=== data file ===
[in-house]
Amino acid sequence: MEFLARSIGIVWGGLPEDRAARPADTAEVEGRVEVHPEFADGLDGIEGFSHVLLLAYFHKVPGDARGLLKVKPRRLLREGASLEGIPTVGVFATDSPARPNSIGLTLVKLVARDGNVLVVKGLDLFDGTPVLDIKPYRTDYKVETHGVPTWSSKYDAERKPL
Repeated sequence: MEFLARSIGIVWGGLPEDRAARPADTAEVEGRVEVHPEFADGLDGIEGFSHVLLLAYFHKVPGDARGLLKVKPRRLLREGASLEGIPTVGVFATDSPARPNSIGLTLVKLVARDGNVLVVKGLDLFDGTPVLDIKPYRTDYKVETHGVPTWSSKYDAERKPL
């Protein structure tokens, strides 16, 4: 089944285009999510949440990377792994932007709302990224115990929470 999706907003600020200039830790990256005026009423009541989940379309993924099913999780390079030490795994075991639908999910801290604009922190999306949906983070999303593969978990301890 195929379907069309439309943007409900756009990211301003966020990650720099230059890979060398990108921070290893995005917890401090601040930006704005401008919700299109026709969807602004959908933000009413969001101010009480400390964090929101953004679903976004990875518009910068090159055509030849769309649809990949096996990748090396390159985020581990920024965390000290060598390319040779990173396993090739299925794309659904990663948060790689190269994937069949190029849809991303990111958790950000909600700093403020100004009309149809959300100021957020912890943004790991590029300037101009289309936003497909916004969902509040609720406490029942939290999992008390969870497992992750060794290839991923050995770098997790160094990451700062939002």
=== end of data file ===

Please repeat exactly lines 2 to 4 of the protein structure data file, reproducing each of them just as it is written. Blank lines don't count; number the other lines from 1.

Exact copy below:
Amino acid sequence: MEFLARSIGIVWGGLPEDRAARPADTAEVEGRVEVHPEFADGLDGIEGFSHVLLLAYFHKVPGDARGLLKVKPRRLLREGASLEGIPTVGVFATDSPARPNSIGLTLVKLVARDGNVLVVKGLDLFDGTPVLDIKPYRTDYKVETHGVPTWSSKYDAERKPL
Repeated sequence: MEFLARSIGIVWGGLPEDRAARPADTAEVEGRVEVHPEFADGLDGIEGFSHVLLLAYFHKVPGDARGLLKVKPRRLLREGASLEGIPTVGVFATDSPARPNSIGLTLVKLVARDGNVLVVKGLDLFDGTPVLDIKPYRTDYKVETHGVPTWSSKYDAERKPL
């Protein structure tokens, strides 16, 4: 089944285009999510949440990377792994932007709302990224115990929470 999706907003600020200039830790990256005026009423009541989940379309993924099913999780390079030490795994075991639908999910801290604009922190999306949906983070999303593969978990301890 195929379907069309439309943007409900756009990211301003966020990650720099230059890979060398990108921070290893995005917890401090601040930006704005401008919700299109026709969807602004959908933000009413969001101010009480400390964090929101953004679903976004990875518009910068090159055509030849769309649809990949096996990748090396390159985020581990920024965390000290060598390319040779990173396993090739299925794309659904990663948060790689190269994937069949190029849809991303990111958790950000909600700093403020100004009309149809959300100021957020912890943004790991590029300037101009289309936003497909916004969902509040609720406490029942939290999992008390969870497992992750060794290839991923050995770098997790160094990451700062939002």